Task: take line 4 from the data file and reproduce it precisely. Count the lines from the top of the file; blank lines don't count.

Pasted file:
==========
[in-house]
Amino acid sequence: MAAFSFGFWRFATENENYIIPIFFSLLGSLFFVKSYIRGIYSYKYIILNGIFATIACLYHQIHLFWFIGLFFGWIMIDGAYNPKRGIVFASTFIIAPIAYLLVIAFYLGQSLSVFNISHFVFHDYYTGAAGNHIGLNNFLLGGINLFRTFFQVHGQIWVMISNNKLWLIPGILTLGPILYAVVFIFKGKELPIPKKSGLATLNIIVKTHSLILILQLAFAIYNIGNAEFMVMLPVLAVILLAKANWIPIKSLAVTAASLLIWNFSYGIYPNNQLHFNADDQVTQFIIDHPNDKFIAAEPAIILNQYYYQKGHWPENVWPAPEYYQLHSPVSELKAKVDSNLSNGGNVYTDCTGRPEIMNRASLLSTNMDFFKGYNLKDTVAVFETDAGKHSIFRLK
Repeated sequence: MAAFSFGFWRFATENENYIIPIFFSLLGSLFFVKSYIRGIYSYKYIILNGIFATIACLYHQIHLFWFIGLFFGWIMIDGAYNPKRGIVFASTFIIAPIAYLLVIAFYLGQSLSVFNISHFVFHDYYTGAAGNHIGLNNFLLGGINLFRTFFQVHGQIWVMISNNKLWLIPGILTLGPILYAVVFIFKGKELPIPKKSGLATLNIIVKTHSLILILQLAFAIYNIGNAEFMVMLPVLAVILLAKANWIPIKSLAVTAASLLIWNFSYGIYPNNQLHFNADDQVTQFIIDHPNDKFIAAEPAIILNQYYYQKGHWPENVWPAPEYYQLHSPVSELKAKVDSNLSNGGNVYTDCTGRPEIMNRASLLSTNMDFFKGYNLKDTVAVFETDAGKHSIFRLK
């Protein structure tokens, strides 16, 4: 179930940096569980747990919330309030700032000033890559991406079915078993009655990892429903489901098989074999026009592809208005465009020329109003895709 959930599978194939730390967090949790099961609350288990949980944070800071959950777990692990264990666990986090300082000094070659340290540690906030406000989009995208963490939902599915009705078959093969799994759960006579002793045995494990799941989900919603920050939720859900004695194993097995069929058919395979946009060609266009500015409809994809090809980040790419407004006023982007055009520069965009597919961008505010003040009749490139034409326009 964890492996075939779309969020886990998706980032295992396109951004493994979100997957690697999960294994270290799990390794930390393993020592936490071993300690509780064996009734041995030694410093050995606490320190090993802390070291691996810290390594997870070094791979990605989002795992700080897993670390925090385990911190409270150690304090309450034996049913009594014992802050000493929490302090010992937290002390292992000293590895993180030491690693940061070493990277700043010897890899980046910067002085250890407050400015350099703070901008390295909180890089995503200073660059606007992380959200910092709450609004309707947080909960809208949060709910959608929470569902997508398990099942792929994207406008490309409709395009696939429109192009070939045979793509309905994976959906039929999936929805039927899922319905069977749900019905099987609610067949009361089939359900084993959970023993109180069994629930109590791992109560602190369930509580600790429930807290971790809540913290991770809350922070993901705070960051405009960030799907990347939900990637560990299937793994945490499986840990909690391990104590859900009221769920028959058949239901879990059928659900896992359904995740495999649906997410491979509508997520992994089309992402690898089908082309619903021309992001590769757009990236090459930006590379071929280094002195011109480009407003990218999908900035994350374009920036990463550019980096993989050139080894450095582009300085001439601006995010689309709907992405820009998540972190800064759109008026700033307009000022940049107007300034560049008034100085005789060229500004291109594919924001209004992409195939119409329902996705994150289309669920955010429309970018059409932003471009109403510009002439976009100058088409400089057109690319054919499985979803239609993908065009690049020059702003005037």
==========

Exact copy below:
């Protein structure tokens, strides 16, 4: 179930940096569980747990919330309030700032000033890559991406079915078993009655990892429903489901098989074999026009592809208005465009020329109003895709 959930599978194939730390967090949790099961609350288990949980944070800071959950777990692990264990666990986090300082000094070659340290540690906030406000989009995208963490939902599915009705078959093969799994759960006579002793045995494990799941989900919603920050939720859900004695194993097995069929058919395979946009060609266009500015409809994809090809980040790419407004006023982007055009520069965009597919961008505010003040009749490139034409326009 964890492996075939779309969020886990998706980032295992396109951004493994979100997957690697999960294994270290799990390794930390393993020592936490071993300690509780064996009734041995030694410093050995606490320190090993802390070291691996810290390594997870070094791979990605989002795992700080897993670390925090385990911190409270150690304090309450034996049913009594014992802050000493929490302090010992937290002390292992000293590895993180030491690693940061070493990277700043010897890899980046910067002085250890407050400015350099703070901008390295909180890089995503200073660059606007992380959200910092709450609004309707947080909960809208949060709910959608929470569902997508398990099942792929994207406008490309409709395009696939429109192009070939045979793509309905994976959906039929999936929805039927899922319905069977749900019905099987609610067949009361089939359900084993959970023993109180069994629930109590791992109560602190369930509580600790429930807290971790809540913290991770809350922070993901705070960051405009960030799907990347939900990637560990299937793994945490499986840990909690391990104590859900009221769920028959058949239901879990059928659900896992359904995740495999649906997410491979509508997520992994089309992402690898089908082309619903021309992001590769757009990236090459930006590379071929280094002195011109480009407003990218999908900035994350374009920036990463550019980096993989050139080894450095582009300085001439601006995010689309709907992405820009998540972190800064759109008026700033307009000022940049107007300034560049008034100085005789060229500004291109594919924001209004992409195939119409329902996705994150289309669920955010429309970018059409932003471009109403510009002439976009100058088409400089057109690319054919499985979803239609993908065009690049020059702003005037």